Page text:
Bananas represent 33% of the total agricultural production of the Canary Islands, with an annual turnover of 280 million. The Canary Islands account for 52% of total European banana production (the other main producers for Europe being the French overseas territories in the Americas). Each year 400m kg of bananas are produced, with 9 000 ha under cultivation, creating employment for over 27 000 people, both directly and indirectly. The downside of banana production is that it generates organic waste (pseudostem) that is usually left on the plantation once the fruit has been harvested. Since this has no nutritional value for the soil its accumulation poses a problem for future harvests and may have negative impacts on the environment. It generates various microorganisms that can affect other crops since clogged streams can accumulate water and result in fungi growth. While various studies demonstrate the significant benefits of banana plant waste due to its high content of fibres and compounds such as antioxidants, its full potential has not been realised.
The project LIFE BAQUA aimed to optimise the use of an organic waste product that is usually landfilled: the waste from banana crops (pseudostem). The project planned to create green business opportunities by valorising this waste into products with market value, contributing to the goals of the EUs 7th Environment Action Programme of the creation of a resource-efficient, green and competitive low-carbon economy.
Specifically, the project planned to extract the wastes natural fibres and use them as natural additives to reinforce 100% bio-based and 92-98% biodegradable plastics. In particular, the project would produce prototypes for biodegradable fish feed bags, biodegradable covers to protect banana trees against UV radiation and plastic components for different devices and household appliances. The project also planned to use a by-product of the fibre extraction process, pulp. Banana crops have a high antioxidant content and the pulp would be used in the manufacture of fish feed. Currently, synthetic substances are added as antioxidants to fish feed to improve the life of the final product. These actions would reduce waste during harvesting and final consumption, thereby eliminating the need for waste transportation and its related cost.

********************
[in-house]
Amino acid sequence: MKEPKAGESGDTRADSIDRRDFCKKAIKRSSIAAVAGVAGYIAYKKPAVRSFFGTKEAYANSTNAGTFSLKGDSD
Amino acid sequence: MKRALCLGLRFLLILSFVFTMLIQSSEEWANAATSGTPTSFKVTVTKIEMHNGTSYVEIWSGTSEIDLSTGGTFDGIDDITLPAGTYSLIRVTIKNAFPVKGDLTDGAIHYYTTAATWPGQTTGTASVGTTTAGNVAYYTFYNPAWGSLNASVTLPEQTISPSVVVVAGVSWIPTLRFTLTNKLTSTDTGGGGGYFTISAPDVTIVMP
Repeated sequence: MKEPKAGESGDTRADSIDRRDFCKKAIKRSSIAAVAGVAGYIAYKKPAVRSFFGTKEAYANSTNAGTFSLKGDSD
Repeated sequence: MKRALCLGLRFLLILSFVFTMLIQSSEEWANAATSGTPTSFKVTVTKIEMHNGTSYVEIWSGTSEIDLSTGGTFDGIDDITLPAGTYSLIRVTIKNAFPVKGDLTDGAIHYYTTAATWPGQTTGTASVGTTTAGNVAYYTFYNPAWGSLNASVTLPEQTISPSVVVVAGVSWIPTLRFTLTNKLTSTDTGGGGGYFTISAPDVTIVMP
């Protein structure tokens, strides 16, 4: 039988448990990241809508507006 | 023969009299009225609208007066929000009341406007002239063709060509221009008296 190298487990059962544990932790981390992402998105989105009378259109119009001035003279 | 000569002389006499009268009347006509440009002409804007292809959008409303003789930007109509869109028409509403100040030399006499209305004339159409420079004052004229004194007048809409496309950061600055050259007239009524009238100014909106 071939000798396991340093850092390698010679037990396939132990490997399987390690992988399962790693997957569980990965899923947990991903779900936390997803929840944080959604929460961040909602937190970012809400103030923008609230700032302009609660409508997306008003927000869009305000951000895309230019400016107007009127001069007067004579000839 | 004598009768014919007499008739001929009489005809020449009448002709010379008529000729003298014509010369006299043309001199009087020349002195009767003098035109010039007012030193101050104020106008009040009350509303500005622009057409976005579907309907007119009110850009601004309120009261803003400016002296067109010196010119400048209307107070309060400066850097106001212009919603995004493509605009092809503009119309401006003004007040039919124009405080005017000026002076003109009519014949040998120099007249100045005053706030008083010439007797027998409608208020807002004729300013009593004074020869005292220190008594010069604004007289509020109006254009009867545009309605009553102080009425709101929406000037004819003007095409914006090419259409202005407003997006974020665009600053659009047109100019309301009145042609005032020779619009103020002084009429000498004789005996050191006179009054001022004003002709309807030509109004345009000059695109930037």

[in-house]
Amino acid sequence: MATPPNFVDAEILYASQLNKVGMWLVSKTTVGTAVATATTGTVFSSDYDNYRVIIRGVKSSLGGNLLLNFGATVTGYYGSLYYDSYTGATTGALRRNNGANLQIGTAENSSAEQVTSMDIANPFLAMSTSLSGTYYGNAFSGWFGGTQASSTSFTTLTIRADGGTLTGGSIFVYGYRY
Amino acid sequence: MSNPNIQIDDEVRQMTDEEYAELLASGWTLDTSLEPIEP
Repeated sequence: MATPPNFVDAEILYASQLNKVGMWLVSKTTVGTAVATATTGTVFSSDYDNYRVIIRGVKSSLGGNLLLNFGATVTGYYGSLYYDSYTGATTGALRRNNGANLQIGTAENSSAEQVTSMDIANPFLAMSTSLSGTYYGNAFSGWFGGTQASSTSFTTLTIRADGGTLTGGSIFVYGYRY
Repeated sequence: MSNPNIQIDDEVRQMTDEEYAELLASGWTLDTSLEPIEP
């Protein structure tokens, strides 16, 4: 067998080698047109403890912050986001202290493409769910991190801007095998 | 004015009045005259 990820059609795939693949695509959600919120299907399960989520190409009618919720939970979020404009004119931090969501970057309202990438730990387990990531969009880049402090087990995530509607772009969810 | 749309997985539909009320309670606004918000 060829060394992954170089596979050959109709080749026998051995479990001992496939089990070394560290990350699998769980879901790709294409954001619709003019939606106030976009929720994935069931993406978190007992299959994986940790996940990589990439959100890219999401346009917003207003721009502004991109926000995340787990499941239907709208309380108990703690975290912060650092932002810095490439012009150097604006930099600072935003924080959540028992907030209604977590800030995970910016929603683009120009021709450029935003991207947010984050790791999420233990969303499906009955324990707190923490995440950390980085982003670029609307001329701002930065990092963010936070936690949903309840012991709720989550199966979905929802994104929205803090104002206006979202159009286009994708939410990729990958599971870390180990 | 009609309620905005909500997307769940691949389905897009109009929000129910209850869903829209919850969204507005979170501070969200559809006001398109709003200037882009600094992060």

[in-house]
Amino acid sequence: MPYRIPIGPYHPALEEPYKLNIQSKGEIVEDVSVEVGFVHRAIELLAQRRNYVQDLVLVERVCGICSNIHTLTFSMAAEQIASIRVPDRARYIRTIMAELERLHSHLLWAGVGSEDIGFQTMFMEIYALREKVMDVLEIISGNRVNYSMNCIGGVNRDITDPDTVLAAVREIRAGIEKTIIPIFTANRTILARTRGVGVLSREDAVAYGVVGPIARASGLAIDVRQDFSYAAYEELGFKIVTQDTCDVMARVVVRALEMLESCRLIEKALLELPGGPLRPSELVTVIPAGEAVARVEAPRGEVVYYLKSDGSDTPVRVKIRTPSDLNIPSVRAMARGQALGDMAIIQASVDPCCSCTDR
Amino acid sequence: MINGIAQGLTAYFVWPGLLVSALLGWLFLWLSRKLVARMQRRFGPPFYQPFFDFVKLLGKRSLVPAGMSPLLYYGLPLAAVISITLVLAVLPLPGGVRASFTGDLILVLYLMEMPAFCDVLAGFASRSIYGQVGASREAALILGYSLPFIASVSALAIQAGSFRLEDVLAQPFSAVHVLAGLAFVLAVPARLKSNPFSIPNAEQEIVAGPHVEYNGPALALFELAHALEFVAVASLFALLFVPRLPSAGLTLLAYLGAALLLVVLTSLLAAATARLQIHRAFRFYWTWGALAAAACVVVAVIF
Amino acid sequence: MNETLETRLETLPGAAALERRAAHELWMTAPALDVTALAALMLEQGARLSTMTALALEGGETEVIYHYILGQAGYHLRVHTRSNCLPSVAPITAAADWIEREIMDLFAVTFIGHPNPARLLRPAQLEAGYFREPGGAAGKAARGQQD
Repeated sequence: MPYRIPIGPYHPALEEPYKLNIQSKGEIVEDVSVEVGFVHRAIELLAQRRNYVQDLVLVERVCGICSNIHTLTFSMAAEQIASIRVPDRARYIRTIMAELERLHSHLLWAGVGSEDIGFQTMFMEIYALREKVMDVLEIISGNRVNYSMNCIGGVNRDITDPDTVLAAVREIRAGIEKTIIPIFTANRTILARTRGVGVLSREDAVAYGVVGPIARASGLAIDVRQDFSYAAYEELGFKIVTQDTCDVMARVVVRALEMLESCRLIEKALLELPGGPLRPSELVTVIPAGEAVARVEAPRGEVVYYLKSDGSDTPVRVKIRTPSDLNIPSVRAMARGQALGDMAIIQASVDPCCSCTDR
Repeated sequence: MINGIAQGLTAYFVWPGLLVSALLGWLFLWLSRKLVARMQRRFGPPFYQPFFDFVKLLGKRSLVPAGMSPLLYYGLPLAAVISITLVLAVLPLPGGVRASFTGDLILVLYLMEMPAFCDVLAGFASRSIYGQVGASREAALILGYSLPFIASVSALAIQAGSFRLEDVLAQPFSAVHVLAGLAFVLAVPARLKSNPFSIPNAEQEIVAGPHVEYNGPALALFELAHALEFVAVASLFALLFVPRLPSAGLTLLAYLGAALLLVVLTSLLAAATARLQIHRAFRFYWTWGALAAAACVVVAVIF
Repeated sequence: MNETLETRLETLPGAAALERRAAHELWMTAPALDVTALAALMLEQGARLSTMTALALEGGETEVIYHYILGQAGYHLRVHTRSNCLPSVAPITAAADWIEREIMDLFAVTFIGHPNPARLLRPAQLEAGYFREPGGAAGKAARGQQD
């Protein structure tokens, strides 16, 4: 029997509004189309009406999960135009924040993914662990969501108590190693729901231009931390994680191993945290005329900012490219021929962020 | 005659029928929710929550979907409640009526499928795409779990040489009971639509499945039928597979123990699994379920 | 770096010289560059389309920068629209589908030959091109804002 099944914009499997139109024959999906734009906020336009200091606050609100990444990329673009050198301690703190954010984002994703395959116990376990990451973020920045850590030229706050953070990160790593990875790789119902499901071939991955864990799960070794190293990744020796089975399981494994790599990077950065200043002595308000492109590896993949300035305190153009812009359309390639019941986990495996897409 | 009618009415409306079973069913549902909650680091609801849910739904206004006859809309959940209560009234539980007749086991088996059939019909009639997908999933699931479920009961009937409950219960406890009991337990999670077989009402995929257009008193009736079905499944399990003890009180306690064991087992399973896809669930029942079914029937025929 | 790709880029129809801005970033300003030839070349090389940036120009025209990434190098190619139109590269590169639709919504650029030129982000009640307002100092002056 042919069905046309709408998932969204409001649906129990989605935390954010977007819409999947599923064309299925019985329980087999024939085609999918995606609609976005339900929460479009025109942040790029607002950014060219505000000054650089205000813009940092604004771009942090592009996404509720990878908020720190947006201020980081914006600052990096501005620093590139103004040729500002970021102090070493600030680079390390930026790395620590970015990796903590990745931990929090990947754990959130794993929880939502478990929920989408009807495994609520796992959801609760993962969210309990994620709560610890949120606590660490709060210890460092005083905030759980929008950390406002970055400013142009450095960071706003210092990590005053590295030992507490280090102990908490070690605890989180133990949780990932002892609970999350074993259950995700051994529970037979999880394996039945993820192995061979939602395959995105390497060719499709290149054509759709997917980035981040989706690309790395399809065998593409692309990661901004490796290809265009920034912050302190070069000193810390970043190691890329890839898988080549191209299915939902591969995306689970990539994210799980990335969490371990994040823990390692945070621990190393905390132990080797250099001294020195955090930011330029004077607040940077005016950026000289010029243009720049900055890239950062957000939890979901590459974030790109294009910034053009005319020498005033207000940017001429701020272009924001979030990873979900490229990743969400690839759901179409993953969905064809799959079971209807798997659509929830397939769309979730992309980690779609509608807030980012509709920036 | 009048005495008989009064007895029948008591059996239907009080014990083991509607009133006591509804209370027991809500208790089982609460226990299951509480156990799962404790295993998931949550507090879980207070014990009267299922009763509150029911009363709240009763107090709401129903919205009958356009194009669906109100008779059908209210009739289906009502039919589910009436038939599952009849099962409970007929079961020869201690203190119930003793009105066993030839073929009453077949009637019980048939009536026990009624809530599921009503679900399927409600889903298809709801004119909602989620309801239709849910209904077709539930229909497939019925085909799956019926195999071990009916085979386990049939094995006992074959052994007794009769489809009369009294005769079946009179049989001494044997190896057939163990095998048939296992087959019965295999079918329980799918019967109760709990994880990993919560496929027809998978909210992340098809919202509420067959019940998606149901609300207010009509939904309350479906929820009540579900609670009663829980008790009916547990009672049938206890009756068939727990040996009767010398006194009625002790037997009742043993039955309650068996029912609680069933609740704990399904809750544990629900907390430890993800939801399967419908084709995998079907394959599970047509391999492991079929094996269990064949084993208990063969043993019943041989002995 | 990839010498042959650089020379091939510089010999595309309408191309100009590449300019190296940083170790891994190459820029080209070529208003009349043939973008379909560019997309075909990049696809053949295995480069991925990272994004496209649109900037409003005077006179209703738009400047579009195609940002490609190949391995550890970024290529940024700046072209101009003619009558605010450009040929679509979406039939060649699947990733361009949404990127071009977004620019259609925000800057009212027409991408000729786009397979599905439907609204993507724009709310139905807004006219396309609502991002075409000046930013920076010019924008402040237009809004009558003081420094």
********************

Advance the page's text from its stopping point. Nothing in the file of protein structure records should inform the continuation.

The LIFE BAQUA project demonstrated the viability of a new circular economy process of obtaining fibre and pulp from the waste (pseudostems) from banana plantations. It developed and optimised a fibre extraction pilot plant that produces clean, high-quality fibre at a high production rate. The obtained fibre was included in a bio-based matrix for the production of biodegradable bags to contain fish feed and also banana sleeves for banana production in a full circular chain. This fibre was also used to reinforce a conventional plastic matrix for a range of plastic products. The pulp obtained from the extraction process was also utilised. It was included in nutrient-rich feed for the fish species tilapia and seabass, containing up to 6% pulp. Pulp from banana pseudostem can therefore be considered a new alternative raw material, increasing the aquaculture sector's sustainability. However, the low level of antioxidants in banana pulp led the project to focus on another waste from banana production: the flower that is left over from a banana bunch. This waste has demonstrated a good antioxidant potential, increasing the resistance of fish to several health threats.
A Life Cycle Assessment and the Life Cycle Cost analysis showed that BAQUA plastic products have higher impacts than conventional ones due to the additional processes needed. However, these impacts are more than compensated for by the reduction of agricultural waste and the substitution of corn by banana waste products in animal feed. Overall, the project extracted 44 tonnes of agro-waste in the form of banana pseudostems and flowers from the farms, avoiding 150 kg of N2O emissions during the project lifetime. The substitution of polymers by bioplastics and banana fibre has avoided 306 kg/year of CO2. The project also prepared an industrialisation plan to upscale the extractive process on the Canary Islands, where banana production is one of the most important economic sectors. A clear strategy for its implementation was presented to the regional authorities, which have shown great interest in upscaling the project. The project team calculated that on an industrial scale a business would avoid 341 tonnes/year of N2O emissions and up to 8 220 tonnes/year of CO2. Furthermore, LIFE BAQUA became a reference point for circular economy in the Canary Islands and contributed to Spanish national strategy on circular economy.
Further information on the project can be found in the project's layman report and After-LIFE Communication Plan (see "Read more" section).